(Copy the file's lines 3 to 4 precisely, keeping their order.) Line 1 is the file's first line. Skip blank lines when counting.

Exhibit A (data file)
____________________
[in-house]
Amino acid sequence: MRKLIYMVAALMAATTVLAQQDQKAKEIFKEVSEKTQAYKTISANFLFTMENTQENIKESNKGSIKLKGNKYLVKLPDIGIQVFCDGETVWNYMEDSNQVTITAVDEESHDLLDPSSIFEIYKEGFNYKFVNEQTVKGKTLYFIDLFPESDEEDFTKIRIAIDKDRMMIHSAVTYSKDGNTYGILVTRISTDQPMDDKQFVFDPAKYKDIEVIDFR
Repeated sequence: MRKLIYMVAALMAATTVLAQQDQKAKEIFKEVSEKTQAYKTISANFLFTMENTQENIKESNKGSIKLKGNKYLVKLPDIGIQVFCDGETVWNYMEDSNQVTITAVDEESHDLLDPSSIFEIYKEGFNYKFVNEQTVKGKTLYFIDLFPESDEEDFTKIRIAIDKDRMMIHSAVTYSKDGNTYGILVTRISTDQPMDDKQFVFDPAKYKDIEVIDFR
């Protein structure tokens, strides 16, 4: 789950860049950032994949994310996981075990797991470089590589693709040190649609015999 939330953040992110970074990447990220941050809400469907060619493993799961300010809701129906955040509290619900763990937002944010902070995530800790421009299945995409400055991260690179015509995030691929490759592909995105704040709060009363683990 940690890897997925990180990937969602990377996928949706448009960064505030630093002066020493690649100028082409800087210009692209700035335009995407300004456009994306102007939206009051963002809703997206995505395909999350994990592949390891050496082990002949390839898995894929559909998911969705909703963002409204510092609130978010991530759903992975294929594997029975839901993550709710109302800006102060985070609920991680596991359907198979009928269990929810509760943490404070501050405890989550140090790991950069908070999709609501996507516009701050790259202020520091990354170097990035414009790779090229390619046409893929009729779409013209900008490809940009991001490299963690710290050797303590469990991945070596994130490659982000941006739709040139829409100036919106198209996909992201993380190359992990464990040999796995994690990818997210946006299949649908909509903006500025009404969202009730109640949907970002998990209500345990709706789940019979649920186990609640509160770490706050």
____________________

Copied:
Repeated sequence: MRKLIYMVAALMAATTVLAQQDQKAKEIFKEVSEKTQAYKTISANFLFTMENTQENIKESNKGSIKLKGNKYLVKLPDIGIQVFCDGETVWNYMEDSNQVTITAVDEESHDLLDPSSIFEIYKEGFNYKFVNEQTVKGKTLYFIDLFPESDEEDFTKIRIAIDKDRMMIHSAVTYSKDGNTYGILVTRISTDQPMDDKQFVFDPAKYKDIEVIDFR
């Protein structure tokens, strides 16, 4: 789950860049950032994949994310996981075990797991470089590589693709040190649609015999 939330953040992110970074990447990220941050809400469907060619493993799961300010809701129906955040509290619900763990937002944010902070995530800790421009299945995409400055991260690179015509995030691929490759592909995105704040709060009363683990 940690890897997925990180990937969602990377996928949706448009960064505030630093002066020493690649100028082409800087210009692209700035335009995407300004456009994306102007939206009051963002809703997206995505395909999350994990592949390891050496082990002949390839898995894929559909998911969705909703963002409204510092609130978010991530759903992975294929594997029975839901993550709710109302800006102060985070609920991680596991359907198979009928269990929810509760943490404070501050405890989550140090790991950069908070999709609501996507516009701050790259202020520091990354170097990035414009790779090229390619046409893929009729779409013209900008490809940009991001490299963690710290050797303590469990991945070596994130490659982000941006739709040139829409100036919106198209996909992201993380190359992990464990040999796995994690990818997210946006299949649908909509903006500025009404969202009730109640949907970002998990209500345990709706789940019979649920186990609640509160770490706050």